Area Forecast Discussion
Issued by NWS Topeka, KS

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FXUS63 KTOP 162326
AFDTOP

Area Forecast Discussion
National Weather Service Topeka KS
626 PM CDT Wed May 16 2018

...Update to aviation forecast discussion...

.SHORT TERM...(This evening through Thursday)
Issued at 309 PM CDT Wed May 16 2018

Short-term forecast will include a few showers and perhaps a short-
lived thunderstorm or two this afternoon and early evening.

Overall pattern, as seen from GOES-16 and upper air samplings,
suggests most significant PFJ energy remains along the northern
tier of the CONUS/Canadian border region. A weak cut-off low is in
the process of filling over the western CONUS with a weak
northwest to quasi- zonal flow over the Central Plains. Surface
boundaries remain well south and north of the area with weak
surface ridging into the region. That said, there is a weak mid
level wave working through southeastern NE into northern MO and a
remnant MCV to the south in eastern OK and western AR. The weak
wave will continue to bring a slight chance for some brief showers
and a clap of thunder or two as low level lapse rates have risen
to around 7.5 C/km over the area. Inverted V type profiles have
thus set up. So, storms that do form could exhibit brief heavy
rain and some gusty outflow winds but nothing is expected to be
severe at this time. Short lived nature of the storms may also
make it difficult for even small hail to be too big of a concern.
This activity will likely end near sunset and again primarily
impact eastern portions of the forecast area and far northeast KS.

With mixing up to the 800mb level and some insolation through high
cloud cover, temps have risen into the low 80s today, which is still
around seasonal norms.  Lows tonight dip into the 60s with dry
conditions overnight.  May be some areas see some shallow fog in the
morning, but probably in the lowest lying areas as to be expected.

Thursday have kept the forecast dry with heights rising over the
area as a mid level ridge translates over the area and a general
lack of forcing or boundaries is evident over the area. Highs
into the middle 80s should be more common.

.LONG TERM...(Thursday night through Wednesday)
Issued at 309 PM CDT Wed May 16 2018

Long term forecast into overnight Thursday and into Friday bring
returned chances for showers and storms into part of the weekend.
Weak embedded waves in the southwest flow over the Rockies will help
storms initiating in the foothills within upslope flow regime to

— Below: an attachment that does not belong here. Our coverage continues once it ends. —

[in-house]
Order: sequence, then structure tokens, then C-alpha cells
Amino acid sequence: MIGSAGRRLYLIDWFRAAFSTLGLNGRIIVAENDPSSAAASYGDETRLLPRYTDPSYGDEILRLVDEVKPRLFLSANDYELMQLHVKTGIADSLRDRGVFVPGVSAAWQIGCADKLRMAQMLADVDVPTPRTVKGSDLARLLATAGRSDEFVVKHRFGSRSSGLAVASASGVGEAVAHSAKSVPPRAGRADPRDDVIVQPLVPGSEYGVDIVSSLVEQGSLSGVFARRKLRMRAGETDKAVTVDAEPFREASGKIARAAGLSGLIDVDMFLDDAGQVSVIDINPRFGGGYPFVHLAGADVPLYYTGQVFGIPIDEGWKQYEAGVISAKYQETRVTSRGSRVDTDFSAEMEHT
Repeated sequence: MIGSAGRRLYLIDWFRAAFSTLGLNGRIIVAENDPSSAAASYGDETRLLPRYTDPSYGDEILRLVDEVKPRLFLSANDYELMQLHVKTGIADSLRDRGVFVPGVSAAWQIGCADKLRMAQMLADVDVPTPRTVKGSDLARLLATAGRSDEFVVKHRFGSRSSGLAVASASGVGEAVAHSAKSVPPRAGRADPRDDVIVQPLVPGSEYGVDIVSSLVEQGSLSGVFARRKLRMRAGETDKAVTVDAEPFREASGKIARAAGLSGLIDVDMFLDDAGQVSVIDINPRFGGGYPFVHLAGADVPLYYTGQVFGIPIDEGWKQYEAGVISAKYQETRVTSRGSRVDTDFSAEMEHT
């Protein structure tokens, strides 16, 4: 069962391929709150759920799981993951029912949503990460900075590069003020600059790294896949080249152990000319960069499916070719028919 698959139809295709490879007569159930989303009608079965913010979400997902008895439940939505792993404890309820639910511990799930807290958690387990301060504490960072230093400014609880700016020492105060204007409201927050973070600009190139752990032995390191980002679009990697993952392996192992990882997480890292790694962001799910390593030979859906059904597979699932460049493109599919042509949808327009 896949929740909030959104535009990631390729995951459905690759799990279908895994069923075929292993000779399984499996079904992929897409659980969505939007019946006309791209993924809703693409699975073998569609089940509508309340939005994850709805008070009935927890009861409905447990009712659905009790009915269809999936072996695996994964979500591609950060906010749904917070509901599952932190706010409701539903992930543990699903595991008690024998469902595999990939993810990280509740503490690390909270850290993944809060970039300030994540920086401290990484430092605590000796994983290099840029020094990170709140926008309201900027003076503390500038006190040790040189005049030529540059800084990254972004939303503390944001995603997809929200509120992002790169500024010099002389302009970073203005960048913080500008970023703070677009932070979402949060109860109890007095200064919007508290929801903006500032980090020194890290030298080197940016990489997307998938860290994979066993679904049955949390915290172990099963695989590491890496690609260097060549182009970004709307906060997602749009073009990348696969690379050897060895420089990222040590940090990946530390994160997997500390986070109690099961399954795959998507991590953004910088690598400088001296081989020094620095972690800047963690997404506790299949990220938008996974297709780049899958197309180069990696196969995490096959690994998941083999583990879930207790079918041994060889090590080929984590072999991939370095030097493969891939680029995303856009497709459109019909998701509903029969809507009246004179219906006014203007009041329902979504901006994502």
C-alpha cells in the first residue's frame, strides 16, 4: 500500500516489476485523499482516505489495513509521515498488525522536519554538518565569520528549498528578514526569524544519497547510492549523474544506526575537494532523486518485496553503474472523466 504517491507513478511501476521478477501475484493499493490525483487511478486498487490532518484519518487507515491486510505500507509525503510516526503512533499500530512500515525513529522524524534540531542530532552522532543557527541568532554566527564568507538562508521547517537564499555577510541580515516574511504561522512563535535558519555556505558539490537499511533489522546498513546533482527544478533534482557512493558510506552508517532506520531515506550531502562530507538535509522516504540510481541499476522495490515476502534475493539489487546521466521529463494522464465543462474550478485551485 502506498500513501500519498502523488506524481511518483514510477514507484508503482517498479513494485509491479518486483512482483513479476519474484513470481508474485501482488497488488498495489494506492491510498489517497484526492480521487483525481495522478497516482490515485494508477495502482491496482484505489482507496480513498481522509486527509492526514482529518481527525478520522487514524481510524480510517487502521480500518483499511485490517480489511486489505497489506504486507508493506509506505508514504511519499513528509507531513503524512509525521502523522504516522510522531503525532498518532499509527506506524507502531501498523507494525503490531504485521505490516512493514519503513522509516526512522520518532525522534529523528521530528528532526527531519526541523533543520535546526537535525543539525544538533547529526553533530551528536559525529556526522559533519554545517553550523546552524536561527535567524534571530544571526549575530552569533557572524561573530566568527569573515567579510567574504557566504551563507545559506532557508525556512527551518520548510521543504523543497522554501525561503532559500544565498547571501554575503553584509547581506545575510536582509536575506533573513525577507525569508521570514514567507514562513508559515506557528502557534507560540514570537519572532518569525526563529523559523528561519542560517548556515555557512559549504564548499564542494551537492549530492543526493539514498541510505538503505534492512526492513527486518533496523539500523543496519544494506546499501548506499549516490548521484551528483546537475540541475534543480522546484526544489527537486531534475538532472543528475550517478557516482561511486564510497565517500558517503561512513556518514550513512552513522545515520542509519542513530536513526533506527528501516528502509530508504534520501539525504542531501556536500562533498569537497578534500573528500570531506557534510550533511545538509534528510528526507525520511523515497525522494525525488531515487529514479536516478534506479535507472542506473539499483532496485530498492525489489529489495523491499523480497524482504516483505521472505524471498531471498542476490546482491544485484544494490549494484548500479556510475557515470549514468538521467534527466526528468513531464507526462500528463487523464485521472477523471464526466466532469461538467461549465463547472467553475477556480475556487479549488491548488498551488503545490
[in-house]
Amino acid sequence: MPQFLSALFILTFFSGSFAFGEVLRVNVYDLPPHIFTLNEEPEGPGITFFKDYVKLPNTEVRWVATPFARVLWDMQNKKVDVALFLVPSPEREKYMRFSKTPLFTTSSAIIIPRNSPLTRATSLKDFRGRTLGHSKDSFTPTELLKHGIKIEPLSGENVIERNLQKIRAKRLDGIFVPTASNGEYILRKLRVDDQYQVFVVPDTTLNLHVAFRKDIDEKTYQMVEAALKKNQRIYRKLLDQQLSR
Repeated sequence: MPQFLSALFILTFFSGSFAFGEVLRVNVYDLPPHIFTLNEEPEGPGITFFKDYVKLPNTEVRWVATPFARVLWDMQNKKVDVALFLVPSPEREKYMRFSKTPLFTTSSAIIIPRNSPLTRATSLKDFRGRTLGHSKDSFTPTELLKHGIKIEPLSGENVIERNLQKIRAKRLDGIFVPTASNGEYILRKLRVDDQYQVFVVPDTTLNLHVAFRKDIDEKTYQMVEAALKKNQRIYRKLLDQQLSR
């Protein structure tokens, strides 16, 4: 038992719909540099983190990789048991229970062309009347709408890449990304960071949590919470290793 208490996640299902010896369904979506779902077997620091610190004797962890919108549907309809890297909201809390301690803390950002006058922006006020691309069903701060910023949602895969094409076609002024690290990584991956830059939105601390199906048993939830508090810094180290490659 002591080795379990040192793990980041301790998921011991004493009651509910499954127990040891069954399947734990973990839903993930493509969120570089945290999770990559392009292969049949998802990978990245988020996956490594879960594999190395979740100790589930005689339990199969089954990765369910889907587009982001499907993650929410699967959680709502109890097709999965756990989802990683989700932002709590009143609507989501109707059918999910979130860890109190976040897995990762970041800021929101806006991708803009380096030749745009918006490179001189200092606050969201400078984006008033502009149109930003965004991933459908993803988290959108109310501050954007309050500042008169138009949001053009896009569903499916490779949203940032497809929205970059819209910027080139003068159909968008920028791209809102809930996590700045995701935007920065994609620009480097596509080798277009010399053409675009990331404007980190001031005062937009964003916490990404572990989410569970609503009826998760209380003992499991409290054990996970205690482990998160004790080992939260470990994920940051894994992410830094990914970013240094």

move out over the High Plains into the overnight period.  Some
guidance keeps these storms on track into the forecast area for
Friday morning.  These will not likely remain severe as they move
into the area and dissipate.  As a lee low undergoes cyclogenesis
Friday afternoon over southeastern CO vicinity, WAA should increase
over the area and showers and storms could develop into the
afternoon hours and early evening.  Deep layer shear does increase,
but still appears to remain marginal at this time.  Instability does
develop with the greatest theta-e air advection over western areas
into north central KS.  This would be the likely area for any strong
to severe storms to develop.

Saturday is also a period to watch for possible strong to at least a
few severe storms to develop, but question remains on position of
the warm front as model solutions have yet to have general good
agreement on warm frontal position as well as the track of the
surface low.  GFS has nudged the boundaries further north into
Nebraska and maintains slightly stronger shear and negatively tilted
low amplitude trough over the area.  NAM and ECMWF appear to be
further south with track of the low and vary on strength of deep
layer shear.  Just too much uncertainty at this point to either rule
out strong to severe storms or be too bullish on them for that
matter.

Overall, temps remain above seasonal norms with a bit of relief on
Sunday on the back side of the Saturday system.  However, a quick
rebound into the mid to upper 80s with mid 60s dewpoints will be
common.

&&

.AVIATION...(For the 00Z TAFS through 00Z Thursday evening)
Issued at 626 PM CDT Wed May 16 2018

Outflow boundary from early afternoon convection in NW Missouri
continues to push south and encourage further updrafts. Will go
ahead with VCTS at TOP and FOE at this point through boundary
layer should stabilize significantly in the next few hours in
light winds and 20-25F temp/dewpoint spreads. Winds could gusts
could be the main aviation impact. Additional outflow wind and
lingering high cloud further inhibits BR formation, and with
somewhat more wind forecast for the lower levels and higher
crossover temps today compared to Tuesday, will keep any
visibility restrictions out.

&&

.TOP WATCHES/WARNINGS/ADVISORIES...
NONE.
&&

$$

SHORT TERM...Drake
LONG TERM...Drake
AVIATION...65


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